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Learn more about each of these schools from the experts themselves—the teachers working daily at the school site. Here teacher leaders from the Teacher-Powered Schools Initiative share their beginnings, challenges, and triumphs in these short reports about their schools.
- Avalon School (a teacher-powered charter school)
- Chrysalis Charter School (a teacher-powered charter school)
- Denver Green School (a teacher-powered district school)
- Mission Hill K-8 School (a teacher-powered district pilot school)
- Social Justice Humanitas Academy (a teacher-powered district pilot school)
Avalon School empowers teachers to go beyond “sage on a stage” education
(St. Paul, Minnesota)
Teacher-Powered arrangement: Chartered school contract and/or bylaws
States, counties, and school districts authorized chartered school contracts knowing that the contracts were written to formally authorize teacher autonomy. For some chartered schools, autonomy is not granted via the contract but is instead made formal via the schools’ governing bylaws. Avalon School has teachers’ authority written into its chartered school bylaws. Avalon teachers also maintain their authority because they have the majority of the school board, which is allowable under Minnesota statute.
When teachers in St. Paul, Minnesota pursued the idea of a teacher-powered school, they wanted full autonomy and authority to decide every aspect of the school structure—from hours to curriculum, from budget to selecting colleagues, and from leadership structure to discipline policies. The group of teachers decided to pursue a chartered school—one designed by teachers, operated by teachers, and inspired by students in grades 6-12. This led to the opening of Avalon, a teacher-powered charter school.
Avalon School opened in 2001, and is focused on providing all teachers and staff within the school a voice in all school-based decisions that impact student learning. Regardless of job title—whether teacher, office manager, or social worker—at Avalon, each staff and faculty member has a seat at the table and a vote on policies. The school governance operates using a 1 to 5 voting scale, in which all decisions must receive a 3 or higher rating on average to be considered for moving forward. The process, as teacher and program coordinator Carrie Bakken noted, has the respect of all involved and has never been intentionally delayed.
“The process has led to high retention. We’ve maintained about a 95 percent or higher retention rate,” noted Bakken. “We also have a lot of pre-service teachers who train at Avalon and want to stay.”
The school utilizes pre-service teachers or those in transitional teaching programs as educational assistants in the classroom.
“For many, this is what they always thought teaching was like or should be,” said Bakken.
That’s exactly what Gretchen Sage-Martinson envisioned when she joined Avalon in its first year, after six years in a traditional school district.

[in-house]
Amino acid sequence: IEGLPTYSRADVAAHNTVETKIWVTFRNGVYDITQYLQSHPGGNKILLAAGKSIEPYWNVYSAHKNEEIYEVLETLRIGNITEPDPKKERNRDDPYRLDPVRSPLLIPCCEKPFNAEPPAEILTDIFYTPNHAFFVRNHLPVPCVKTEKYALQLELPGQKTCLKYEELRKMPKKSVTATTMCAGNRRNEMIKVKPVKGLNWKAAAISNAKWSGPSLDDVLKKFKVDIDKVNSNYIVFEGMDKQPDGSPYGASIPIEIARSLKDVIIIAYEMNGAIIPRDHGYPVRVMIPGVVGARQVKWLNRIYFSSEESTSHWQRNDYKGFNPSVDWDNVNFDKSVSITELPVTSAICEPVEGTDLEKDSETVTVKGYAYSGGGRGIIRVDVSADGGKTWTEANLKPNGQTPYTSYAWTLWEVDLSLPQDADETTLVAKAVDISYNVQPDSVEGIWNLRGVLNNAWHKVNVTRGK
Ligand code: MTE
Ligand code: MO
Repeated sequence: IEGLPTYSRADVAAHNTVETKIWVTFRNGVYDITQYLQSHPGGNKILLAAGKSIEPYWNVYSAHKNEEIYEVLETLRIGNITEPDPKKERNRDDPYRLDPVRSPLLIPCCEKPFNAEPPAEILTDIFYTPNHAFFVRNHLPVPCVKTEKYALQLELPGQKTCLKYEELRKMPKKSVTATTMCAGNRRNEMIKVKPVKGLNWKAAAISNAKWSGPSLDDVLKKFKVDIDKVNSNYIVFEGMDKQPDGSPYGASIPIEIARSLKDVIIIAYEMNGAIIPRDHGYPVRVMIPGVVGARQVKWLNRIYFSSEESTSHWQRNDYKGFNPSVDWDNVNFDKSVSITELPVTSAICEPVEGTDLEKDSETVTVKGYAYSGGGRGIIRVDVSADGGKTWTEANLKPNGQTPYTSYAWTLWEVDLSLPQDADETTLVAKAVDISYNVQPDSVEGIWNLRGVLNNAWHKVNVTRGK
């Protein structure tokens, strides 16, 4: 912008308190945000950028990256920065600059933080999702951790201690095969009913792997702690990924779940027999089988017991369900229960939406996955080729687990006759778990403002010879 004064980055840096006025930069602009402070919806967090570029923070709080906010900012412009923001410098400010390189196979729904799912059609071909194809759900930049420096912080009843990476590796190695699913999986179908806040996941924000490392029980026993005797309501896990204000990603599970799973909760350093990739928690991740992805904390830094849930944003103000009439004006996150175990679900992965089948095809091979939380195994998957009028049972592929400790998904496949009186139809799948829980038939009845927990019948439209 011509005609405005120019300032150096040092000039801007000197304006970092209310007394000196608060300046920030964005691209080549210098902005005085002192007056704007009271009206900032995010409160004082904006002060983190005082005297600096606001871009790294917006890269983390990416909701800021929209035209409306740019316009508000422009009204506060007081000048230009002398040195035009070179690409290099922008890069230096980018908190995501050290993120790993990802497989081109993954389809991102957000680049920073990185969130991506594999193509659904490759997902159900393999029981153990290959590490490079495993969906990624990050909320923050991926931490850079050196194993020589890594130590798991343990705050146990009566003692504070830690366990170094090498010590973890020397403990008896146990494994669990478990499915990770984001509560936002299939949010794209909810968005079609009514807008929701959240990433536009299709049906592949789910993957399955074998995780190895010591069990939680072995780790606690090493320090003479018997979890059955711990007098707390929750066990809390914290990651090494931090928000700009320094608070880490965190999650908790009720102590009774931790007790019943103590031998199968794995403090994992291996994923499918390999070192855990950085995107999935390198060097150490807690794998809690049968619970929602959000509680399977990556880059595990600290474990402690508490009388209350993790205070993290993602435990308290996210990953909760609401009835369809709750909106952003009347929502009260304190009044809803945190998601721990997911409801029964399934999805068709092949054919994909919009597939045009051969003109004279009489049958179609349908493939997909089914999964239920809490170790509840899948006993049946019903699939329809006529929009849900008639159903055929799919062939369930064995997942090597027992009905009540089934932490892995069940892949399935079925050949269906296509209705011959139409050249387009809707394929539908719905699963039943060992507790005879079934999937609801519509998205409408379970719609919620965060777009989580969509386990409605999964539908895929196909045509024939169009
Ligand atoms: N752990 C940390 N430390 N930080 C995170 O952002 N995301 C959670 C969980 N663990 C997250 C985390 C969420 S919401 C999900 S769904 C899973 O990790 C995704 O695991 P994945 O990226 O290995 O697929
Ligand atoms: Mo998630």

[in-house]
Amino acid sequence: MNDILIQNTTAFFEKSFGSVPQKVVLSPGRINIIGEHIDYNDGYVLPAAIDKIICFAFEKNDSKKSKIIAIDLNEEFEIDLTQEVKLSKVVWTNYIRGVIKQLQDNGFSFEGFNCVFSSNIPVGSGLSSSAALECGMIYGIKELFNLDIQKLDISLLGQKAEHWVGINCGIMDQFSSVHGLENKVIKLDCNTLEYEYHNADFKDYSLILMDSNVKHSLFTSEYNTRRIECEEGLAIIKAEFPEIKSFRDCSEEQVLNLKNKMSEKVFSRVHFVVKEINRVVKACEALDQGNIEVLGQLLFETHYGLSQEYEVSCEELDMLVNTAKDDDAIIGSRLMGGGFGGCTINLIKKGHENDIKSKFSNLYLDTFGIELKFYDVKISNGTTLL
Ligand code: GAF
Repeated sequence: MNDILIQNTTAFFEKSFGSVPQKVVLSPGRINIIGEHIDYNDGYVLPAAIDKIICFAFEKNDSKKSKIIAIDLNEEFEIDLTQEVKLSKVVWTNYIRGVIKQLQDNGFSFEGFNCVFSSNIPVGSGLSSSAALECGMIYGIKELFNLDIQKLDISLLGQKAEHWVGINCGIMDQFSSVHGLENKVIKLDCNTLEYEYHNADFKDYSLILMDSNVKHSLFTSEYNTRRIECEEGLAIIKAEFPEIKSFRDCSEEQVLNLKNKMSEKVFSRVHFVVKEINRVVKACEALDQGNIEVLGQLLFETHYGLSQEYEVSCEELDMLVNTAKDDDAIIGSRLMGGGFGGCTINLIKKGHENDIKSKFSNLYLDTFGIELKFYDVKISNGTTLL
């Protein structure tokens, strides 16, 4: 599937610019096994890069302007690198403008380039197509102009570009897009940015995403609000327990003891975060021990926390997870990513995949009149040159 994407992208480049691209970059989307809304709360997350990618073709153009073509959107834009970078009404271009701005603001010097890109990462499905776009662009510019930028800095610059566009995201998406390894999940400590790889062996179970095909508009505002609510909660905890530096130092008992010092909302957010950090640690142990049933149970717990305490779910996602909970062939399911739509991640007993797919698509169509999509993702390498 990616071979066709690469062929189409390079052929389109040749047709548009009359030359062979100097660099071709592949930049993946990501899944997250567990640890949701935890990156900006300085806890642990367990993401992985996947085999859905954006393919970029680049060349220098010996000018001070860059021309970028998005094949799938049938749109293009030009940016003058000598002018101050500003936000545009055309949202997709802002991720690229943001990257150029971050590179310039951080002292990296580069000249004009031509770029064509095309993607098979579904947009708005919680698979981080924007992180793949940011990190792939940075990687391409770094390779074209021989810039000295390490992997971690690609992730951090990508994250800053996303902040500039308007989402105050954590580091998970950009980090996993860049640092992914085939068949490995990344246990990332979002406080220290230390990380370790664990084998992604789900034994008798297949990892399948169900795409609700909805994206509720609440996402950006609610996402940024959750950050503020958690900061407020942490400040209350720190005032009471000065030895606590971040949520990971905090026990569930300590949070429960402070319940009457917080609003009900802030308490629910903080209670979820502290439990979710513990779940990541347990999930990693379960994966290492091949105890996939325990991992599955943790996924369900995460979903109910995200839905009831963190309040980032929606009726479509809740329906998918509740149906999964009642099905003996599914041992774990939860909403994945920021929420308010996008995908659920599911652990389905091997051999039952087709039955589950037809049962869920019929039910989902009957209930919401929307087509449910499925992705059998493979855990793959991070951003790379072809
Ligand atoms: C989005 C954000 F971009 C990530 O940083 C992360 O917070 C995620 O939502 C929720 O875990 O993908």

“I saw my job in a big district as something similar to an assembly line job. People were telling me what, where, when, how to teach,” said Sage-Martinson. “I did not feel like I had entered a profession, but rather that I had become a civil servant—which isn't in itself a bad thing, but was not what I had signed up for.”
At Avalon, Sage-Martinson spends her time as a project development facilitator to 9th through 12th grade students, helping them learn how to find reliable resources and understand the research process.
“I rarely spend time as 'the sage on the stage' presenting knowledge and insight for my students to digest,” she said. “I am very much a partner in their learning experience—trying to guide them ever closer to being in charge of their learning, with me as an interested, engaged bystander of the process. That’s the end goal.”
Avalon implements a self-directed, project-based learning curriculum to inspire students. Bakken believes that the self-directed learning has helped students see the relevance of their classroom learning.
Bakken and Sage-Martinson observed that students approach their learning and their teachers differently than in traditional school settings—noting that students are more cooperative, respectful and engaged in the classroom. At Avalon, students have a voice in what they learn and teachers have control to plan and adapt what they teach to students’ interests and needs. According to Sage-Martinson, students often become so engrossed in their individual projects that they become teachers to others.
Despite the obstacles over the years, such as transitioning to a new building and significant budget cuts, the school continues to thrive under its democratic process. Although, as Sage-Martinson noted, maintaining the environment while growing the school has had its challenges.
When teachers realized they needed someone who could take on more of the day-to-day administrative duties, “heated” discussions took place, at times, about what the responsibilities of a new position would mean. Faculty and staff agreed they did not want to jeopardize the collaborative nature of Avalon by creating a hierarchical position. With assistance from an outside facilitator, the group reached consensus and found a structure that has effectively served the school for more than a decade.